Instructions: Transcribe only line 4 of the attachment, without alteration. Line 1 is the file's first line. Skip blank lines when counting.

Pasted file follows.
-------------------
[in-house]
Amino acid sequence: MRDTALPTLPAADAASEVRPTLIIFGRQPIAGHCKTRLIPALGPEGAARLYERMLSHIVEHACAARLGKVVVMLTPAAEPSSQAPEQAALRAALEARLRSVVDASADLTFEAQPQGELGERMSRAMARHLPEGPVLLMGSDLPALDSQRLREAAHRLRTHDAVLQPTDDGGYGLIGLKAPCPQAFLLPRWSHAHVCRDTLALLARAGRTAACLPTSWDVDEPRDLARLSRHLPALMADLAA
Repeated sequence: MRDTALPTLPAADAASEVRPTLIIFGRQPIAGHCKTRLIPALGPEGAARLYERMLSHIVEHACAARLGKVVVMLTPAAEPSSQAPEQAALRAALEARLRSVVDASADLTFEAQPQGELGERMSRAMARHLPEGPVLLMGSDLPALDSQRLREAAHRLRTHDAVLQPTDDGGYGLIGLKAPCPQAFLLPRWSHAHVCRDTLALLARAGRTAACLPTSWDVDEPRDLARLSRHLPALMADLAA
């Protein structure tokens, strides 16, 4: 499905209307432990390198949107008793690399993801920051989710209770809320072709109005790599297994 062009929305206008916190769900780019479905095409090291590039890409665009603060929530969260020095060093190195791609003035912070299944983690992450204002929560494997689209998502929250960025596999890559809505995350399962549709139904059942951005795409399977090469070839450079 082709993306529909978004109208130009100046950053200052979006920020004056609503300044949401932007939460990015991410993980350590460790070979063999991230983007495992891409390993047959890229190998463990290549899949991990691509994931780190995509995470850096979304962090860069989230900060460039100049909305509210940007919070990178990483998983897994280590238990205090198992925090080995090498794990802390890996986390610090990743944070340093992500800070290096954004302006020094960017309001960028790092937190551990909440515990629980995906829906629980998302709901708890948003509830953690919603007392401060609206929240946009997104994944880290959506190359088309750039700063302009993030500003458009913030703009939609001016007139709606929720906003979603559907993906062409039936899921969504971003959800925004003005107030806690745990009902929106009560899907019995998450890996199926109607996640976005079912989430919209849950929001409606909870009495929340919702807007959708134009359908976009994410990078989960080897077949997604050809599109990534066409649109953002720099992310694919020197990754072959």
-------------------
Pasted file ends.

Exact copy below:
């Protein structure tokens, strides 16, 4: 499905209307432990390198949107008793690399993801920051989710209770809320072709109005790599297994 062009929305206008916190769900780019479905095409090291590039890409665009603060929530969260020095060093190195791609003035912070299944983690992450204002929560494997689209998502929250960025596999890559809505995350399962549709139904059942951005795409399977090469070839450079 082709993306529909978004109208130009100046950053200052979006920020004056609503300044949401932007939460990015991410993980350590460790070979063999991230983007495992891409390993047959890229190998463990290549899949991990691509994931780190995509995470850096979304962090860069989230900060460039100049909305509210940007919070990178990483998983897994280590238990205090198992925090080995090498794990802390890996986390610090990743944070340093992500800070290096954004302006020094960017309001960028790092937190551990909440515990629980995906829906629980998302709901708890948003509830953690919603007392401060609206929240946009997104994944880290959506190359088309750039700063302009993030500003458009913030703009939609001016007139709606929720906003979603559907993906062409039936899921969504971003959800925004003005107030806690745990009902929106009560899907019995998450890996199926109607996640976005079912989430919209849950929001409606909870009495929340919702807007959708134009359908976009994410990078989960080897077949997604050809599109990534066409649109953002720099992310694919020197990754072959």